| Thank you for your contribution, Francis || Mar 4, 2002 |
A simple error becomes a virus once it is posted in a glossary. It multiplies and infects medical reports, psychiatric evaluations, posologies, websites, user and owner manuals, etc., all over the world.
I submit that we have the responsibility to be a lot more thorough in our answers. I further submit that we should respond in the fields where we have the expertise and/or experience necessary and only contribute in other fields if we are absolutely sure that we have something to contribute that is the result of well founded knowledge, research and exposure as opposed to what is customary in our neighbourhoods and with the talking heads who eviscerate language at the top of every hour.
That we should explain our answers to the point where the asker has enough information so as to select the appropriate rendition that speaks to the subject, context, audience, usage and period, etc., of the material they are processing.
If we wish this site to be more than \"junk food\" for the people that visit here, we are the responsible parties. No one else.
We must endeavour to place our site in such a position that will allow it and us to become the pre-eminent source for language consultation online and off.
It is our responsibility to make this site the authoritative entity on matters linguistic and a daily reminder that human translation is superior to any of the alternatives available.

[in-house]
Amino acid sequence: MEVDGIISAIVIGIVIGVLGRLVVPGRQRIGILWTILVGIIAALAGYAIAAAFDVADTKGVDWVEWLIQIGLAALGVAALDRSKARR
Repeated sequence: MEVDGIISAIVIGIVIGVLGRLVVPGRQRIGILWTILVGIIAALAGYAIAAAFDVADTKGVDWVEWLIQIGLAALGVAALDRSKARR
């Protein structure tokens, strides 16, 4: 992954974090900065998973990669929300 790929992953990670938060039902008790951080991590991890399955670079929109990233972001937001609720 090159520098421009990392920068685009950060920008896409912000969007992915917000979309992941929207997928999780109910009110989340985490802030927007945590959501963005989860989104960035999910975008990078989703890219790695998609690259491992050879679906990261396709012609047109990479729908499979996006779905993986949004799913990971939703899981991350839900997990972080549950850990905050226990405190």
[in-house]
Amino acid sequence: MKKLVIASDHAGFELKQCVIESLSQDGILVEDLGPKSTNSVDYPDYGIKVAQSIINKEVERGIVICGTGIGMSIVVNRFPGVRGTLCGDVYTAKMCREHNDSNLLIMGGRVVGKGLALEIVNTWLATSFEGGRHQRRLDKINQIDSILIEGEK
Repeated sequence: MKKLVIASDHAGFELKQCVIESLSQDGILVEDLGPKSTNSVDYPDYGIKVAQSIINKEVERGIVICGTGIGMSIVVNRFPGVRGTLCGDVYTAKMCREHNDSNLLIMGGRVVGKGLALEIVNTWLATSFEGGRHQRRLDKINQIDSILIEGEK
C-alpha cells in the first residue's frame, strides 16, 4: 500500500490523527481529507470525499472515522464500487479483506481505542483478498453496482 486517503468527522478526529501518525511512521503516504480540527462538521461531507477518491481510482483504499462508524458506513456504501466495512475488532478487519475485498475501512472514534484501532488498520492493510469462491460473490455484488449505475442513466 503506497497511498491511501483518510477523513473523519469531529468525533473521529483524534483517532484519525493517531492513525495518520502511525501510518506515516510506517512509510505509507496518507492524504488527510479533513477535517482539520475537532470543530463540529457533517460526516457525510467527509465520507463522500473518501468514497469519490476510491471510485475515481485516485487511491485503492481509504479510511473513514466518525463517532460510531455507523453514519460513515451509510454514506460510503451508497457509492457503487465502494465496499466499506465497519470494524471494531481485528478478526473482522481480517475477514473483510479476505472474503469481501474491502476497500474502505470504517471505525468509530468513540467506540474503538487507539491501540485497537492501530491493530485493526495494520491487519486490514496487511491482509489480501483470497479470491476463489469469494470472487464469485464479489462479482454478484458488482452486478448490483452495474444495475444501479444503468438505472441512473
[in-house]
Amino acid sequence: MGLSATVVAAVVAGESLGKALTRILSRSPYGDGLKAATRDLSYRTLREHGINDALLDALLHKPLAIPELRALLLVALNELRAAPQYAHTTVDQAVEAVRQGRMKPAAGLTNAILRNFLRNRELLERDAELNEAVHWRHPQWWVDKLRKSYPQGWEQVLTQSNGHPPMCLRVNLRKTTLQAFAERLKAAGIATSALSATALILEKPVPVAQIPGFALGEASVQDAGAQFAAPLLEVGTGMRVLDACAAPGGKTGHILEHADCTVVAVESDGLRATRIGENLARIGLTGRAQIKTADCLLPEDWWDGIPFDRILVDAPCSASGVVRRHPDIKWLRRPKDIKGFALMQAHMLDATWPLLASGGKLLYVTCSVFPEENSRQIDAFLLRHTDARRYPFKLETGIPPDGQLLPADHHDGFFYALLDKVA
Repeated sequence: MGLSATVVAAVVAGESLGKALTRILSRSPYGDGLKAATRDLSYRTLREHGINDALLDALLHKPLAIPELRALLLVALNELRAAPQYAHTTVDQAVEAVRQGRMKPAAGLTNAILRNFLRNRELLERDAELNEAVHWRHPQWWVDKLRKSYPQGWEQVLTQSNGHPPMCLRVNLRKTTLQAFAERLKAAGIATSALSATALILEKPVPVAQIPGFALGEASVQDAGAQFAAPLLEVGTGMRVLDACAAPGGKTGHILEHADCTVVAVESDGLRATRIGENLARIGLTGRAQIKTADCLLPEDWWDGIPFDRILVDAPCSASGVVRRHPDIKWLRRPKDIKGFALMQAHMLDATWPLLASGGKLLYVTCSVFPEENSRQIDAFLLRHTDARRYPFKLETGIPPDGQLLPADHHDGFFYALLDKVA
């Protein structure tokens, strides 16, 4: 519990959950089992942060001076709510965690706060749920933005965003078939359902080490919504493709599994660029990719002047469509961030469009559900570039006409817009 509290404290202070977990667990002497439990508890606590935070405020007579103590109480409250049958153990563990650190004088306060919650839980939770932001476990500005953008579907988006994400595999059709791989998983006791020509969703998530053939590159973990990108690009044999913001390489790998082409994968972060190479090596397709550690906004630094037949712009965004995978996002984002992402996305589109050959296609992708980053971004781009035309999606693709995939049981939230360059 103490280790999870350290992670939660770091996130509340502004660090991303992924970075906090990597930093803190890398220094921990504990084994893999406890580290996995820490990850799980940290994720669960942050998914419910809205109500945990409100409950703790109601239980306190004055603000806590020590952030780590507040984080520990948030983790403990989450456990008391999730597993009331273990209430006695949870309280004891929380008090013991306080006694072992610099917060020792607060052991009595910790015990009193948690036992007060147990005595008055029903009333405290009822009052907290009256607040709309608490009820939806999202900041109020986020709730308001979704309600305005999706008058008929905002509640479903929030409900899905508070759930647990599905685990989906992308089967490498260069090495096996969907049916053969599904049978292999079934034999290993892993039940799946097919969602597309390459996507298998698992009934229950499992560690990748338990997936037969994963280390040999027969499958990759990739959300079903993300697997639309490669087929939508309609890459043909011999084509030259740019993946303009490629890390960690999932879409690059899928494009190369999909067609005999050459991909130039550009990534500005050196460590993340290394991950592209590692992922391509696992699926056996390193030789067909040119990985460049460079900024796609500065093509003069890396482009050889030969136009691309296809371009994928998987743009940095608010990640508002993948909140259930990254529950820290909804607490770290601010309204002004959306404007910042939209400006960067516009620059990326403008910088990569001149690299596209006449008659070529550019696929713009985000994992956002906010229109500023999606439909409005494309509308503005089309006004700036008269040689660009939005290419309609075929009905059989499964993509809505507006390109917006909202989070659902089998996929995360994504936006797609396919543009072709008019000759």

This will strenghthen our position that professional service by experienced linguists stands head and shoulders above the quick-fix rubbish available to date.
Otherwise, our resemblance to machine translation will continue to grow, identified as the royal family of lipservice, we can only expect to be seen and considered as professional and as experienced as the rubbish we sanction with our silence.
I agree with your feelings about quality entirely. However, when consulting the glossary, which I do quite often, I go through all the possibilities that are offered until I find the right one, and if I don\'t like anything, I keep looking, just as I do (and assume others do) with dicitonary entries... Admittedly, there are some howlers in the glossary. But surely if you\'re serious about your translation, you won\'t be fooled. When searching through the glossary, I also add many things that nobody else has bothered to do. Having read in other threads that some may not find this acceptable, I\'ll explain my reasons. It\'s simply less time consuming and more effective to search if you see the question and the answer chosen, rather than just the question, i.e. you have a better idea of whether it\'s worth looking at or not. It would also help if the glossary indicated how many replies there were and who the person whose answer was chosen is, rather than the name of the person who entered it in the glossary (who may not have had anything to do with the question at all). It would also help if you could still agree/disagree, etc. after the question has been closed. So if you\'re searching through the glossary and see a howler, or an extremely good answer that was not chosen, for example, you can add your comment so that those looking at it at a later date will have more info to go on.
Again, Francis, thanks very much for your comments.
| || || |